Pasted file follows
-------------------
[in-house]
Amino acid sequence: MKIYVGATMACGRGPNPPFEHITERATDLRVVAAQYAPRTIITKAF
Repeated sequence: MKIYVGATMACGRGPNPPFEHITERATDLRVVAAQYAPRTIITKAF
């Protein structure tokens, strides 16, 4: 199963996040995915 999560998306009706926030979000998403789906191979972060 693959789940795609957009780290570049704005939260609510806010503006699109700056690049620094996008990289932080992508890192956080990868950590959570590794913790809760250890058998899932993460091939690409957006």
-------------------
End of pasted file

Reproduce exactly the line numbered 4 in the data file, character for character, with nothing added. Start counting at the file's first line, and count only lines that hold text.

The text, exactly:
């Protein structure tokens, strides 16, 4: 199963996040995915 999560998306009706926030979000998403789906191979972060 693959789940795609957009780290570049704005939260609510806010503006699109700056690049620094996008990289932080992508890192956080990868950590959570590794913790809760250890058998899932993460091939690409957006």